Predictors of Parkin mutations in early-onset Parkinson disease: The consortium on risk for early-onset Parkinson disease study

Karen S. Marder, Ming X. Tang, Helen Mejia-Santana, Llency Rosado, Elan D. Louis, Cynthia L. Comella, Amy Colcher, Andrew D. Siderowf, Danna Jennings, Martha A. Nance, Susan Bressman, William K. Scott, Caroline M. Tanner, Susan F. Mickel, Howard F. Andrews, Cheryl Waters, Stanley Fahn, Barbara M. Ross, Lucien J. Cote, Steven FruchtBlair Ford, Roy N. Alcalay, Michael Rezak, Kevin Novak, Joseph H. Friedman, Ronald F. Pfeiffer, Laura Marsh, Brad Hiner, Gregory D. Neils, Miguel Verbitsky, Sergey Kisselev, Elise Caccappolo, Ruth Ottman, Lorraine N. Clark

Research output: Contribution to journalArticle

57 Scopus citations

Abstract

Background: Mutations in the parkin gene are the most common genetic cause of early-onset Parkinson disease (PD). Results from a multicenter study of patients with PD systematically sampled by age at onset have not been reported to date. Objective: To determine risk factors associated with carrying parkin mutations. Design: Cross-sectional observational study. Setting: Thirteen movement disorders centers. Participants: A total of 956 patients with early-onset PD, defined as age at onset younger than 51 years. Main Outcome Measures: Presence of heterozygous, homozygous, or compound heterozygous parkin mutations. Results: Using a previously validated interview, 14.7% of patients reported a family history of PD in a first-degree relative. Sixty-four patients (6.7%) had parkin mutations (3.9% heterozygous, 0.6% homozygous, and 2.2% compound heterozygous). Copy number variation was present in 52.3% of mutation carriers (31.6% of heterozygous, 83.3% of homozygous, and 81.0% of compound heterozygous). Deletions in exons 3 and 4 and 255delA were common among Hispanics (specifically Puerto Ricans). Younger age at onset (<40 years) (odds ratio [OR], 5.0; 95% confidence interval [CI], 2.8-8.8; P=.001), Hispanic race/ethnicity (OR compared with white non-Hispanic race/ethnicity, 2.7; 95% CI, 1.3-5.7; P=.009), and family history of PD in a first-degree relative (OR compared with noncarriers, 2.8; 95%CI, 1.5-5.3; P=.002) were associated with carrying any parkin mutation (heterozygous, homozygous, or compound heterozygous). Hispanic race/ethnicity was associated with carrying a heterozygous mutation (OR compared with white non-Hispanic race/ethnicity, 2.8; 95% CI, 1.1-7.2; P=.03) after adjustment for covariates. Conclusions: Age at onset, Hispanic race/ethnicity, and family history of PD are associated with carrying any parkin mutation (heterozygous, homozygous, or compound heterozygous) and heterozygous mutations alone. The increased odds of carrying a parkin mutation among Hispanics warrants further study.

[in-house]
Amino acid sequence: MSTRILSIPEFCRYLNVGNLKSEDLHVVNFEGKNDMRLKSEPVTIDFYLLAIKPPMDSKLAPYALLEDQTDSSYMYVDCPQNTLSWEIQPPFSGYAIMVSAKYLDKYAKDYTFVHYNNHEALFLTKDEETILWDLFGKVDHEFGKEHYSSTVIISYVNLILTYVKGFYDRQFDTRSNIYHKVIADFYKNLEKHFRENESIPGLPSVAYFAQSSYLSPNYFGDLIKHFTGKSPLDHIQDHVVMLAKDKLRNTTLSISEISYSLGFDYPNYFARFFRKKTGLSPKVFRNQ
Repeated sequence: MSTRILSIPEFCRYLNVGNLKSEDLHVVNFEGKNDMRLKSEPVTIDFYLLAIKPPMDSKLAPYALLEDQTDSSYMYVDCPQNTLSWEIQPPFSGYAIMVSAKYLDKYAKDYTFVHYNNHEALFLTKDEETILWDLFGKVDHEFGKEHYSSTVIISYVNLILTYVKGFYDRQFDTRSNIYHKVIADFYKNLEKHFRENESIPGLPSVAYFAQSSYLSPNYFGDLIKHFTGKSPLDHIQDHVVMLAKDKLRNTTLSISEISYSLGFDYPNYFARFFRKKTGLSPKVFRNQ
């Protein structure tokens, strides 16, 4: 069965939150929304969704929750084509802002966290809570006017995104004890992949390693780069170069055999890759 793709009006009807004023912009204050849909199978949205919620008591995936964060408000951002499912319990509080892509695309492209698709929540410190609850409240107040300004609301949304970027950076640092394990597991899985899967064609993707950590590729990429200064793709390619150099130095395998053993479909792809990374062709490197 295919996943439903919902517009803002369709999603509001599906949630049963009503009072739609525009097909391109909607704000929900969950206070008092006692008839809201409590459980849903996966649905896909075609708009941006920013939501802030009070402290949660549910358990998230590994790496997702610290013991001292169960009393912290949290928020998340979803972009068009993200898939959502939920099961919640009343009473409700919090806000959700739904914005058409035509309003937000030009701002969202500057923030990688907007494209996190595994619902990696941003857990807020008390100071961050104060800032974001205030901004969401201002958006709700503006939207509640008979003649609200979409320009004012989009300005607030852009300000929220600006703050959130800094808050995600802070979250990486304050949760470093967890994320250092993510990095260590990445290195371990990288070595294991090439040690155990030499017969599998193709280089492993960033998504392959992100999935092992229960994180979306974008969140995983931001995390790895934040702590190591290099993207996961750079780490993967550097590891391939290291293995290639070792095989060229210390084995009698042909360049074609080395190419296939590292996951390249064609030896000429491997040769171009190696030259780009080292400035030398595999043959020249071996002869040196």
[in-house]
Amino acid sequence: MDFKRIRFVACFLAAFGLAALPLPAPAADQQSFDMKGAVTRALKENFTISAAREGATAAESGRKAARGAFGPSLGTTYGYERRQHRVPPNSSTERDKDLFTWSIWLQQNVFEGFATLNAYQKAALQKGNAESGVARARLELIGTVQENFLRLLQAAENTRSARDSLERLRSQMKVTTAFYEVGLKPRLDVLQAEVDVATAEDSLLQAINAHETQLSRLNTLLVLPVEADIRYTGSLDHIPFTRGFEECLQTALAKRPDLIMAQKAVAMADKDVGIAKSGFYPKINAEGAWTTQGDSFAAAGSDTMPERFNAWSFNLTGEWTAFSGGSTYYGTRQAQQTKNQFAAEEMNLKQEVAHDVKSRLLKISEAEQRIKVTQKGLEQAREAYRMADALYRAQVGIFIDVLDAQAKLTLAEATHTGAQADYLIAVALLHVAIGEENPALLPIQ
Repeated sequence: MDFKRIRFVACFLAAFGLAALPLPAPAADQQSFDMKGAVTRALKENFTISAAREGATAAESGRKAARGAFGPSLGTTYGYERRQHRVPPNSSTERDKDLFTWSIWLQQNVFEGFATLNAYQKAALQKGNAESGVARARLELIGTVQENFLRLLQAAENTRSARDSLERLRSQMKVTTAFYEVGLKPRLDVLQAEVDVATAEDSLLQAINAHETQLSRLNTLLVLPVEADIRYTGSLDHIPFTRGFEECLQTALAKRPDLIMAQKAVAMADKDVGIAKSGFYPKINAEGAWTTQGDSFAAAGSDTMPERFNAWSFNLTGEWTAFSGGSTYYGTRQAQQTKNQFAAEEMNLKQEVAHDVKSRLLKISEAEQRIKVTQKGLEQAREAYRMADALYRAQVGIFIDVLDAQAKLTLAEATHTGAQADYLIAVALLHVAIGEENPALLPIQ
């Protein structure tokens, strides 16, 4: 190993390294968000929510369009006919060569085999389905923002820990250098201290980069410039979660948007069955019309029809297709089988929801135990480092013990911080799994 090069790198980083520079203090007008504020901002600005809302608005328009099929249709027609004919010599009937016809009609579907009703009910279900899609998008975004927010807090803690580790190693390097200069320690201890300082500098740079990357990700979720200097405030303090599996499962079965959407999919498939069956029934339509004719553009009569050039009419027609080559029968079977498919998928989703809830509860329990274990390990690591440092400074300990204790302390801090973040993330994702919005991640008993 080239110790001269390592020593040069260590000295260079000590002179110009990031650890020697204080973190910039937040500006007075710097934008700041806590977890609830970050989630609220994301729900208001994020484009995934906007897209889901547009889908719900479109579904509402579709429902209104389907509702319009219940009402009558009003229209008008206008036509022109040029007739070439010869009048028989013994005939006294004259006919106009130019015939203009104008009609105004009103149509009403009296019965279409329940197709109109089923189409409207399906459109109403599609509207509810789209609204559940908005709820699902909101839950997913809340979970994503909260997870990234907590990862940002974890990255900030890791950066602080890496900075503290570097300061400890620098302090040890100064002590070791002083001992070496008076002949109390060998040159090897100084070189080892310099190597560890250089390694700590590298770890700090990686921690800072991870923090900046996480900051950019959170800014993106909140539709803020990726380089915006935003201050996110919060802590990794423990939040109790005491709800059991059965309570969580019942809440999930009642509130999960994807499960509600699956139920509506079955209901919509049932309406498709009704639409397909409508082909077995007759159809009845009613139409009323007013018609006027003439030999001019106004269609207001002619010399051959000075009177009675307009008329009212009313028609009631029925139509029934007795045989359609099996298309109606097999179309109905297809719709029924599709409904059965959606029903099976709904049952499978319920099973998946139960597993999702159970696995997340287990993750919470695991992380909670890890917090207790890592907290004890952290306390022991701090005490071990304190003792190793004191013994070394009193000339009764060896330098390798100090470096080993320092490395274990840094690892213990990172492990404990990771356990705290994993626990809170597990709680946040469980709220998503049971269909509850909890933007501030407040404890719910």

Original languageEnglish (US)
Pages (from-to)731-738
Number of pages8
JournalArchives of neurology
Volume67
Issue number6
DOIs
StatePublished - Jun 2010

ASJC Scopus subject areas

  • Arts and Humanities (miscellaneous)
  • Clinical Neurology

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